King c.1364-1361 BC.
    In Year 12 of *Akhenaten's reign, Queen *Nefertiti disappeared from the records, perhaps due either to her death or to a fall from favour. One of her names— Nefernefruaten—was subsequently given to Smenkhkare and he was also called 'Beloved of *Akhenaten'; he was probably made co-regent in Year 13 and the coronation perhaps took place in the great extension built to the Royal Palace at Amarna. His right to the throne was confirmed by his marriage to *Meritaten, the royal heiress.
    Few facts are known of Smenkhkare or his brief reign. It is probable that he was the son of *Amenophis III, either by Queen *Tiye, or by Sitamun, or another minor wife, and the medical examination of the body found in Tomb 55 at Thebes (now attributed to Smenkhkare) has indicated that he was probably a full brother of *Tutankhamun and that he died around the age of twenty.
    The details of his reign are obscure, particularly relating to the existence of a co-regency with *Akhenaten and the possibility of a brief period of sole rule. The only known date of Smenkhkare's reign occurs in a hieratic graffito in the Theban tomb of Pere, which gives a regnal date of Year 3 and also indicates that the cult of the god Amun was again in evidence. This possibly shows that Smenkhkare, as an independent ruler, was the first to move away from the Aten heresy, but other interpretations have suggested that *Akhenaten himself may have realised the failure of his revolution and sent his co-regent to Thebes to re-establish contact with the supporters of Amun, or that *Akhenaten and Smenkhkare may have disagreed fundamentally over the religious issues, with the result that Smenkhkare alone returned to orthodoxy.
    There is evidence that Smenkhkare planned to be buried at Thebes, for he built a mortuary temple there which would suggest that he also intended to construct a tomb nearby. It is likely that *Meritaten predeceased him and that he then married the next royal heiress, *Ankhesenpaaten, but there were evidently no heirs because he was succeeded by the boy-king *Tutankhamun, who was probably his brother.
    Events surrounding the death of Smenkhkare are also confusing. In Tomb 55 in the Valley of the Kings, a body and funerary equipment were discovered, and various interpretations of this evidence have been suggested. The body, examined on different occasions by several experts, has been variously identified as that of Queen *Tiye, of *Akhenaten and, most recently, of Smenkhkare. It has been shown to belong to a young man, aged about twenty at death, and it has an unusual but not abnormal platycephalic skull, similar to that of *Tutankhamun. The body was also enclosed in a coffin which bears a close resemblance to that of *Tutankhamun, but it was originally prepared for *Meritaten, Smenkhkare's wife, and it seems that both the coffin and the associated canopic jars (for containing the viscera) were later adapted for Smenkhkare. In a similar re-allocation of funerary equipment, some of Smenkhkare's goods were subsequently used in the tomb of *Tutankhamun, whose unexpectedly early death must have caused problems for those preparing his burial.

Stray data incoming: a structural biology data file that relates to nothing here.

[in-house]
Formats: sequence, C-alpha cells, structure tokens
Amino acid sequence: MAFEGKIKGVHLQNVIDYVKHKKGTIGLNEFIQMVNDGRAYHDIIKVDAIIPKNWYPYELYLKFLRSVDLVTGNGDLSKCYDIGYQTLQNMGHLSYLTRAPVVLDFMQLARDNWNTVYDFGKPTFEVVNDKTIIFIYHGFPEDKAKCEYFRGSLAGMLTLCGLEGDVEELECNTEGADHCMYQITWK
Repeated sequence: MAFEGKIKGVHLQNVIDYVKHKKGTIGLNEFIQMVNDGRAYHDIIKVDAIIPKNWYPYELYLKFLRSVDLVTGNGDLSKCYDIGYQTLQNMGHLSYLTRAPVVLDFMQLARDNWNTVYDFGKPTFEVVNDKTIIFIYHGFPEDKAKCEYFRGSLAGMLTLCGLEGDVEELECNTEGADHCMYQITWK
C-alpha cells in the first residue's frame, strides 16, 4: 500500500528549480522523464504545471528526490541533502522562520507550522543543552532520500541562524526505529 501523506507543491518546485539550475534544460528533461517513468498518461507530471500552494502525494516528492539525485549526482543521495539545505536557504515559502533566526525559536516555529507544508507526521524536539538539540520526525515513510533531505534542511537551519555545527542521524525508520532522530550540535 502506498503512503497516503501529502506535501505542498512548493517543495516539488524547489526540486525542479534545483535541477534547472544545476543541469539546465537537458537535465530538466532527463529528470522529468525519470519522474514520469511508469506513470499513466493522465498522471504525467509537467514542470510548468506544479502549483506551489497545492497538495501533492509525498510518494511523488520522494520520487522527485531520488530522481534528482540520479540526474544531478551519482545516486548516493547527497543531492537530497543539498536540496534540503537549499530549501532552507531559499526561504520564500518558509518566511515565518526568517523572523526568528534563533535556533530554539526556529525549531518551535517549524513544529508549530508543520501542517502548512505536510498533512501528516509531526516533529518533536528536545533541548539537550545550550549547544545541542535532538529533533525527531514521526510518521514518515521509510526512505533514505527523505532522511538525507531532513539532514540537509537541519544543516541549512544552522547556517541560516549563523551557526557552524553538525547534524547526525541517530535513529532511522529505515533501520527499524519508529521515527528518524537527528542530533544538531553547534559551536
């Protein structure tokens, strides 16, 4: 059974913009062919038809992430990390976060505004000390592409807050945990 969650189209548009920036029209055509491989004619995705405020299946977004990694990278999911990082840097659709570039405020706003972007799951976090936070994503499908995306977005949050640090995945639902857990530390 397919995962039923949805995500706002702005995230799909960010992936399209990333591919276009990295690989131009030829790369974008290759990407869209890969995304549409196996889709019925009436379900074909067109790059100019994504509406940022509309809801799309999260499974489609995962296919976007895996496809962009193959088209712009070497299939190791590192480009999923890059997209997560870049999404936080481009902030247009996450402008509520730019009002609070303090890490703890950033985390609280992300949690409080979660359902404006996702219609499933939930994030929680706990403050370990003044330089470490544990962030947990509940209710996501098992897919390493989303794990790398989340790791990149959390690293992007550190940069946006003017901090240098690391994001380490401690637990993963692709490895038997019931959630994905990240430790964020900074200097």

There is no simple explanation of Tomb 55 and its contents, and it is also unclear whether Smenkhkare owed his allegiance to the Aten or to Amun. Indeed, his very identification and existence have been questioned, and one theory has suggested that the inscriptions can be interpreted to indicate that 'Smenkhkare' was not a separate person at all, but that *Nefertiti herself took over a new name which perhaps marked some major development during her reign with *Akhenaten. In this case, there would have to be an alternative explanation for the body in Tomb 55—that it belonged to some other, as yet unidentified member of the royal family.
BIBL. Aldred, C. Akhenaten, King of Egypt. London: 1988; Aldred, C. Year 12 at El-Amarna. JEA 43 (1957) pp. 114-17; Davis T.M. The Tomb of Queen Tiyi. London: 1910. Gardiner, A.H. The so-called Tomb of Queen Tiye. JEA 43 (1957) pp. 10-25; Roeder, G. Thronfolger und Konig Smench-ka-Re. ZAS 83 (1958) pp. 43-74; Derry, D.E. Note of the skeleton believed to be that of Akhenaten. Ann. Serv. 31 (1931) pp. 115-19; Harrison, R.G. An anatomical examination of the pharaonic remains purported to be Akhenaten. JEA 52 (1966) pp. 95-119; Harrison, R.G. et al. The kinship of Smenkhkare and Tutankhamun demonstrated serologically. Nature 224 (1969) pp 325-6; Harris, J.R. Nefertiti Rediviva. Acta Orientalia 35 (1973) pp. 5 ff; Nefernefruaten Regnans. Acta Orientalia 36 (1974) pp. 11 ff; Akhenaten or Nefertiti? Acta Orientalia 38 (1977) pp. 5 ff; Samson, J. Nefertiti's regality. JEA 63 (1977) pp. 88 ff.
Biographical Dictionary of Ancient Egypt by Rosalie and Antony E. David
* * *
(reigned c. 1338–1336 BC)
   Throne name Ankhkheperure. Mysterious and ephemeral ruler at the end of Dynasty 18who was coregentand successor of Akhenaten. It has been suggested that this ruler was in fact Akhenaten’s widow, Nefertiti, or daughter, Meritamun, or a man who reigned with one of these women, but his existence remains obscure. It has also been suggested that his presumed body found in tomb KV55 in the Valley of the Kingswas in fact that of Akhenaten, although the age of the skeleton renders this theory dubious.
   See also Ay; Horemheb; Tutankhamun.
Historical Dictionary Of Ancient Egypt by Morris L. Bierbrier

Ancient Egypt. A Reference Guide. . 2011.

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